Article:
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Daily Breakthrough, November 20, 1977
Page 28
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Daily Breakthrough, November 20, 1977 - Page 28. November 20 1977. Special Collections, University of Houston Libraries. University of Houston Digital Library. Web. September 23, 2020. https://digital.lib.uh.edu/collection/feminist/item/663/show/657.

Disclaimer: This is a general citation for reference purposes. Please consult the most recent edition of your style manual for the proper formatting of the type of source you are citing. If the date given in the citation does not match the date on the digital item, use the more accurate date below the digital item.

(November 20 1977). Daily Breakthrough, November 20, 1977 - Page 28. Houston and Texas Feminist and Lesbian Newsletters. Special Collections, University of Houston Libraries. Retrieved from https://digital.lib.uh.edu/collection/feminist/item/663/show/657

Disclaimer: This is a general citation for reference purposes. Please consult the most recent edition of your style manual for the proper formatting of the type of source you are citing. If the date given in the citation does not match the date on the digital item, use the more accurate date below the digital item.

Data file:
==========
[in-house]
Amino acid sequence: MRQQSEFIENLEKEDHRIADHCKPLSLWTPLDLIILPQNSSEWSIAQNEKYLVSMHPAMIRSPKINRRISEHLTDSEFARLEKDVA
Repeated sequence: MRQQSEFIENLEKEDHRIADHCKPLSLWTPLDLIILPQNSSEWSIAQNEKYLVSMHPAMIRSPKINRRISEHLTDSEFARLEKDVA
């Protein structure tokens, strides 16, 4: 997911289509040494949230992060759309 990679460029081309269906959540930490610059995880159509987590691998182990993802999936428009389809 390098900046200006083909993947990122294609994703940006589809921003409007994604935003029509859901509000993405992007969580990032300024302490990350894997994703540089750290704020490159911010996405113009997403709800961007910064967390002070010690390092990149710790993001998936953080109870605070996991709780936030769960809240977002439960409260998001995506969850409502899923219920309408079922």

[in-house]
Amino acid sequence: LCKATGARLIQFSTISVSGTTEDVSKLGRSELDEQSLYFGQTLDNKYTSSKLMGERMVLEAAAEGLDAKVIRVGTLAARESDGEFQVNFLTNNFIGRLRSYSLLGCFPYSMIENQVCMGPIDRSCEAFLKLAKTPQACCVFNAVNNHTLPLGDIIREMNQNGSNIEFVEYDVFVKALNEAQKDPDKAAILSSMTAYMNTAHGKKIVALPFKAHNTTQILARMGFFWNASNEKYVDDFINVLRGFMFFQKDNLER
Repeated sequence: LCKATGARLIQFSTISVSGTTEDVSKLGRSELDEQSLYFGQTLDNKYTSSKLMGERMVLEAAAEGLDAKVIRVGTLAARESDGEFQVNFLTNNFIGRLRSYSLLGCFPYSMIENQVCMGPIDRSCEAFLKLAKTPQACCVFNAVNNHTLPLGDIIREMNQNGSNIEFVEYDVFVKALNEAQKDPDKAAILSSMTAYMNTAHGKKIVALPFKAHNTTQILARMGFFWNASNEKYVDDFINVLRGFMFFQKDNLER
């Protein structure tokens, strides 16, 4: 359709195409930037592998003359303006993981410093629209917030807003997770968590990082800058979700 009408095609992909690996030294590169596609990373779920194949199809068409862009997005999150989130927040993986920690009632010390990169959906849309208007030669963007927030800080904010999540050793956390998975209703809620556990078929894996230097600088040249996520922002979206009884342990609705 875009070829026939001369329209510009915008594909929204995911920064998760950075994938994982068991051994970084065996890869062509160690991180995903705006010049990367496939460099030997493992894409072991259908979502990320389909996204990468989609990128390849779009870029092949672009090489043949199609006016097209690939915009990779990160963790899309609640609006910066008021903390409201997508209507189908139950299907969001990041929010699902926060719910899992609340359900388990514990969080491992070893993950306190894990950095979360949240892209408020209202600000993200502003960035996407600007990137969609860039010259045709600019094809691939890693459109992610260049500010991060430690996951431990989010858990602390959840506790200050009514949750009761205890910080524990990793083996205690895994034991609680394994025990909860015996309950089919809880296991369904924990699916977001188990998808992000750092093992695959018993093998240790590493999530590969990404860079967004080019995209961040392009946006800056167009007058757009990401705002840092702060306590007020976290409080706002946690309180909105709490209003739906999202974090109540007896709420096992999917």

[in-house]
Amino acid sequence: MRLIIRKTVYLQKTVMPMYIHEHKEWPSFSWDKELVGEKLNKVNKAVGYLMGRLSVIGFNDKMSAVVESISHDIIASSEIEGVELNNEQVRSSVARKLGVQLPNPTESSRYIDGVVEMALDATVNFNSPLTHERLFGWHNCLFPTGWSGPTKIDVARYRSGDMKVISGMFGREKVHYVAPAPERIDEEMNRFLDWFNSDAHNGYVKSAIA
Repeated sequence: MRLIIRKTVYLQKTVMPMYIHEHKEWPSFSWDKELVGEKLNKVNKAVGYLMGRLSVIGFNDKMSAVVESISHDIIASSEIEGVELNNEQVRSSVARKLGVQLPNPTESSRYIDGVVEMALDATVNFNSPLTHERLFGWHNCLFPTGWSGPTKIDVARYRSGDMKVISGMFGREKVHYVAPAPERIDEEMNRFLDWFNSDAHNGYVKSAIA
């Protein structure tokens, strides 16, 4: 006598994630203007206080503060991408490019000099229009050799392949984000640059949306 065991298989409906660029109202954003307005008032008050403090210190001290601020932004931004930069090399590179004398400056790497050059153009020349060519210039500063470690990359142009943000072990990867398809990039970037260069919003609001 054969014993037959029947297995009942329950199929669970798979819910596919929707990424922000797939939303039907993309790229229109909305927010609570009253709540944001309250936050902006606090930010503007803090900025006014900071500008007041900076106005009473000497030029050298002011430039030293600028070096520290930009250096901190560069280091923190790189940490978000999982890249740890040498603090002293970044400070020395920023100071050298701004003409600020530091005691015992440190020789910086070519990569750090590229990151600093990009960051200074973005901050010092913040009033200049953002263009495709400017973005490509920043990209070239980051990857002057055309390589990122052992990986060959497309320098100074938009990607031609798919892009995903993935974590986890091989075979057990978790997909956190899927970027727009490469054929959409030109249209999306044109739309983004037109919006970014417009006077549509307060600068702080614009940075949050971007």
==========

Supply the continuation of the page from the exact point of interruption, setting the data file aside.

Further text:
Daily Breakthrough, November 20, 1977 - Page 28, November 20 1977, Houston and Texas Feminist and Lesbian Newsletters, Special Collections, University of Houston Libraries, accessed September 23, 2020, https://digital.lib.uh.edu/collection/feminist/item/663/show/657.

Disclaimer: This is a general citation for reference purposes. Please consult the most recent edition of your style manual for the proper formatting of the type of source you are citing. If the date given in the citation does not match the date on the digital item, use the more accurate date below the digital item.

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Title Daily Breakthrough, November 20, 1977